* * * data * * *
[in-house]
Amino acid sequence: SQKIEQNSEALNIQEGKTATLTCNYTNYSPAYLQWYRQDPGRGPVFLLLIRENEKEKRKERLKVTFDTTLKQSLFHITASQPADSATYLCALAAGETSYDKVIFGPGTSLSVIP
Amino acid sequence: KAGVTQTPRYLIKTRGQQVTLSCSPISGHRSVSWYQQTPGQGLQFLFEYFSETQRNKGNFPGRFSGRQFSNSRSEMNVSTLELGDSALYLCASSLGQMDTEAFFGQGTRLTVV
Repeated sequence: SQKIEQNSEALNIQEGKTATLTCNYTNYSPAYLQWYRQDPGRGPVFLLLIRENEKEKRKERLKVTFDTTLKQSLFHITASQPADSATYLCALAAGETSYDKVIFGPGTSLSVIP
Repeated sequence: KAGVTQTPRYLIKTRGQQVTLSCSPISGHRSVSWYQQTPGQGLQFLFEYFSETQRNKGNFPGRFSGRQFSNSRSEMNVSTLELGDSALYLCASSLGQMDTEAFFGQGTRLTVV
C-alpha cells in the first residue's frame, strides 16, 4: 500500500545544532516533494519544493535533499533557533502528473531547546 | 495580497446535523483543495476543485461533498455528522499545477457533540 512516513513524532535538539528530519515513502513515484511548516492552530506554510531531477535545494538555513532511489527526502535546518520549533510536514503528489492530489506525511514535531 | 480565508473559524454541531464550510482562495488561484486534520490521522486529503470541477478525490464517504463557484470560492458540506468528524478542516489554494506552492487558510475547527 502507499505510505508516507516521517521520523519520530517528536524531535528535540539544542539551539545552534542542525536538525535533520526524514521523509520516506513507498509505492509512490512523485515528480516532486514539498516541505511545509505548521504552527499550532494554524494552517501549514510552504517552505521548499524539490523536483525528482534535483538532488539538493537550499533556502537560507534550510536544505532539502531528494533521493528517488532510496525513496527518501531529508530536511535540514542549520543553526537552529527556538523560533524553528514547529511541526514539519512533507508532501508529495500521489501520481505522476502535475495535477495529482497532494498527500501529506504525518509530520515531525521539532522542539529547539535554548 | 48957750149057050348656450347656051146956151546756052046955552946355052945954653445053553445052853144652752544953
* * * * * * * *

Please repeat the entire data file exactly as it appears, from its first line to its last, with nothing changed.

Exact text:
[in-house]
Amino acid sequence: SQKIEQNSEALNIQEGKTATLTCNYTNYSPAYLQWYRQDPGRGPVFLLLIRENEKEKRKERLKVTFDTTLKQSLFHITASQPADSATYLCALAAGETSYDKVIFGPGTSLSVIP
Amino acid sequence: KAGVTQTPRYLIKTRGQQVTLSCSPISGHRSVSWYQQTPGQGLQFLFEYFSETQRNKGNFPGRFSGRQFSNSRSEMNVSTLELGDSALYLCASSLGQMDTEAFFGQGTRLTVV
Repeated sequence: SQKIEQNSEALNIQEGKTATLTCNYTNYSPAYLQWYRQDPGRGPVFLLLIRENEKEKRKERLKVTFDTTLKQSLFHITASQPADSATYLCALAAGETSYDKVIFGPGTSLSVIP
Repeated sequence: KAGVTQTPRYLIKTRGQQVTLSCSPISGHRSVSWYQQTPGQGLQFLFEYFSETQRNKGNFPGRFSGRQFSNSRSEMNVSTLELGDSALYLCASSLGQMDTEAFFGQGTRLTVV
C-alpha cells in the first residue's frame, strides 16, 4: 500500500545544532516533494519544493535533499533557533502528473531547546 | 495580497446535523483543495476543485461533498455528522499545477457533540 512516513513524532535538539528530519515513502513515484511548516492552530506554510531531477535545494538555513532511489527526502535546518520549533510536514503528489492530489506525511514535531 | 480565508473559524454541531464550510482562495488561484486534520490521522486529503470541477478525490464517504463557484470560492458540506468528524478542516489554494506552492487558510475547527 502507499505510505508516507516521517521520523519520530517528536524531535528535540539544542539551539545552534542542525536538525535533520526524514521523509520516506513507498509505492509512490512523485515528480516532486514539498516541505511545509505548521504552527499550532494554524494552517501549514510552504517552505521548499524539490523536483525528482534535483538532488539538493537550499533556502537560507534550510536544505532539502531528494533521493528517488532510496525513496527518501531529508530536511535540514542549520543553526537552529527556538523560533524553528514547529511541526514539519512533507508532501508529495500521489501520481505522476502535475495535477495529482497532494498527500501529506504525518509530520515531525521539532522542539529547539535554548 | 48957750149057050348656450347656051146956151546756052046955552946355052945954653445053553445052853144652752544953